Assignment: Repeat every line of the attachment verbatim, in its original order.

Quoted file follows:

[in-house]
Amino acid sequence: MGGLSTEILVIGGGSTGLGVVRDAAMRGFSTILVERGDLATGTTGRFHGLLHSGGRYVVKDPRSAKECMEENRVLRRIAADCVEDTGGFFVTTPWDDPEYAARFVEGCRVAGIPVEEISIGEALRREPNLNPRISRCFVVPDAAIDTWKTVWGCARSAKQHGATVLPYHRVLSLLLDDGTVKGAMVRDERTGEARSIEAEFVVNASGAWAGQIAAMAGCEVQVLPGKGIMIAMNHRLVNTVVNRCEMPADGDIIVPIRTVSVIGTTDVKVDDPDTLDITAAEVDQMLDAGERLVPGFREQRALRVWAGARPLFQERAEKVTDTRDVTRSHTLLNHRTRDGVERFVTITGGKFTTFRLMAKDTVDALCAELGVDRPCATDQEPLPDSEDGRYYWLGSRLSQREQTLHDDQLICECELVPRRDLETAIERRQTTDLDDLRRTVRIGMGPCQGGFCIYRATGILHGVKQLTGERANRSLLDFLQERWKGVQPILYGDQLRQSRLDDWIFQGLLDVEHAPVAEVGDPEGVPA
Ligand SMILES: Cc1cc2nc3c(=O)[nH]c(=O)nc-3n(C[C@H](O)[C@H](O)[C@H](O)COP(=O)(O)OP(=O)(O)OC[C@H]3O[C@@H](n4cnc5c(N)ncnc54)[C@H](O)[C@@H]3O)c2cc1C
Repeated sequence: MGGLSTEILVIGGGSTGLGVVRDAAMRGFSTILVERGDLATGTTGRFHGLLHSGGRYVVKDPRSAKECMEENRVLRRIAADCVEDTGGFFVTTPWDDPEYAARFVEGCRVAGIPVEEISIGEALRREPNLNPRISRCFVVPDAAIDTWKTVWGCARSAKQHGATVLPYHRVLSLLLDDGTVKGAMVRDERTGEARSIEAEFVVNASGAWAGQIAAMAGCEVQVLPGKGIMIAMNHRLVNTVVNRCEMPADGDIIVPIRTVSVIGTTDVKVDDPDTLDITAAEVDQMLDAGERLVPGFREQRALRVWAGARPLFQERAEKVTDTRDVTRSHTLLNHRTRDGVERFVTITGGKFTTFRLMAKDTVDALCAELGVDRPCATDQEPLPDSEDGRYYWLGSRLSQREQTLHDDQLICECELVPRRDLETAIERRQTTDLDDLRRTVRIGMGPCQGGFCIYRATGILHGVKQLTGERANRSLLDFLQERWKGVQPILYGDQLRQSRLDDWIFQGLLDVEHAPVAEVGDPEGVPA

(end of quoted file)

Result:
[in-house]
Amino acid sequence: MGGLSTEILVIGGGSTGLGVVRDAAMRGFSTILVERGDLATGTTGRFHGLLHSGGRYVVKDPRSAKECMEENRVLRRIAADCVEDTGGFFVTTPWDDPEYAARFVEGCRVAGIPVEEISIGEALRREPNLNPRISRCFVVPDAAIDTWKTVWGCARSAKQHGATVLPYHRVLSLLLDDGTVKGAMVRDERTGEARSIEAEFVVNASGAWAGQIAAMAGCEVQVLPGKGIMIAMNHRLVNTVVNRCEMPADGDIIVPIRTVSVIGTTDVKVDDPDTLDITAAEVDQMLDAGERLVPGFREQRALRVWAGARPLFQERAEKVTDTRDVTRSHTLLNHRTRDGVERFVTITGGKFTTFRLMAKDTVDALCAELGVDRPCATDQEPLPDSEDGRYYWLGSRLSQREQTLHDDQLICECELVPRRDLETAIERRQTTDLDDLRRTVRIGMGPCQGGFCIYRATGILHGVKQLTGERANRSLLDFLQERWKGVQPILYGDQLRQSRLDDWIFQGLLDVEHAPVAEVGDPEGVPA
Ligand SMILES: Cc1cc2nc3c(=O)[nH]c(=O)nc-3n(C[C@H](O)[C@H](O)[C@H](O)COP(=O)(O)OP(=O)(O)OC[C@H]3O[C@@H](n4cnc5c(N)ncnc54)[C@H](O)[C@@H]3O)c2cc1C
Repeated sequence: MGGLSTEILVIGGGSTGLGVVRDAAMRGFSTILVERGDLATGTTGRFHGLLHSGGRYVVKDPRSAKECMEENRVLRRIAADCVEDTGGFFVTTPWDDPEYAARFVEGCRVAGIPVEEISIGEALRREPNLNPRISRCFVVPDAAIDTWKTVWGCARSAKQHGATVLPYHRVLSLLLDDGTVKGAMVRDERTGEARSIEAEFVVNASGAWAGQIAAMAGCEVQVLPGKGIMIAMNHRLVNTVVNRCEMPADGDIIVPIRTVSVIGTTDVKVDDPDTLDITAAEVDQMLDAGERLVPGFREQRALRVWAGARPLFQERAEKVTDTRDVTRSHTLLNHRTRDGVERFVTITGGKFTTFRLMAKDTVDALCAELGVDRPCATDQEPLPDSEDGRYYWLGSRLSQREQTLHDDQLICECELVPRRDLETAIERRQTTDLDDLRRTVRIGMGPCQGGFCIYRATGILHGVKQLTGERANRSLLDFLQERWKGVQPILYGDQLRQSRLDDWIFQGLLDVEHAPVAEVGDPEGVPA